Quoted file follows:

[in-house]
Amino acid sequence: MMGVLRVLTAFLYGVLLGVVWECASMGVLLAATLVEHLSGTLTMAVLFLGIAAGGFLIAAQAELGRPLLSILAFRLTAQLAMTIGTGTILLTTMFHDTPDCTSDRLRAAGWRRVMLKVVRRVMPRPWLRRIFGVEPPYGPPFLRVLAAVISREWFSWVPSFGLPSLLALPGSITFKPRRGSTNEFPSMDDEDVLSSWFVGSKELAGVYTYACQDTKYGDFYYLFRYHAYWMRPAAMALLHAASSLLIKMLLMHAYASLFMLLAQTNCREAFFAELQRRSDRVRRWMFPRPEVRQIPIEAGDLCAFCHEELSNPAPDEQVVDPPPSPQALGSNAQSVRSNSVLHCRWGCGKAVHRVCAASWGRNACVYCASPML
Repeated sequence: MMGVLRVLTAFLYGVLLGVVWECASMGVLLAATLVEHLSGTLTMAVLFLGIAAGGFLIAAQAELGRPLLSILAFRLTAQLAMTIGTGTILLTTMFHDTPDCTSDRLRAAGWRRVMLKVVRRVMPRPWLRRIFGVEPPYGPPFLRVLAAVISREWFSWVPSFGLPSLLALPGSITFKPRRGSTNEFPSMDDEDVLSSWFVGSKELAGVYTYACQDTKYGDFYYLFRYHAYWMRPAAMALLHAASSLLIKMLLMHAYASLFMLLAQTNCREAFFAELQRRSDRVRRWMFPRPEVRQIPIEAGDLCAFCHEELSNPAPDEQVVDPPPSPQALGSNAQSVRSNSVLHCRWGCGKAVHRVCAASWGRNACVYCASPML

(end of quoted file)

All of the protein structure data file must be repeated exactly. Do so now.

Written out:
[in-house]
Amino acid sequence: MMGVLRVLTAFLYGVLLGVVWECASMGVLLAATLVEHLSGTLTMAVLFLGIAAGGFLIAAQAELGRPLLSILAFRLTAQLAMTIGTGTILLTTMFHDTPDCTSDRLRAAGWRRVMLKVVRRVMPRPWLRRIFGVEPPYGPPFLRVLAAVISREWFSWVPSFGLPSLLALPGSITFKPRRGSTNEFPSMDDEDVLSSWFVGSKELAGVYTYACQDTKYGDFYYLFRYHAYWMRPAAMALLHAASSLLIKMLLMHAYASLFMLLAQTNCREAFFAELQRRSDRVRRWMFPRPEVRQIPIEAGDLCAFCHEELSNPAPDEQVVDPPPSPQALGSNAQSVRSNSVLHCRWGCGKAVHRVCAASWGRNACVYCASPML
Repeated sequence: MMGVLRVLTAFLYGVLLGVVWECASMGVLLAATLVEHLSGTLTMAVLFLGIAAGGFLIAAQAELGRPLLSILAFRLTAQLAMTIGTGTILLTTMFHDTPDCTSDRLRAAGWRRVMLKVVRRVMPRPWLRRIFGVEPPYGPPFLRVLAAVISREWFSWVPSFGLPSLLALPGSITFKPRRGSTNEFPSMDDEDVLSSWFVGSKELAGVYTYACQDTKYGDFYYLFRYHAYWMRPAAMALLHAASSLLIKMLLMHAYASLFMLLAQTNCREAFFAELQRRSDRVRRWMFPRPEVRQIPIEAGDLCAFCHEELSNPAPDEQVVDPPPSPQALGSNAQSVRSNSVLHCRWGCGKAVHRVCAASWGRNACVYCASPML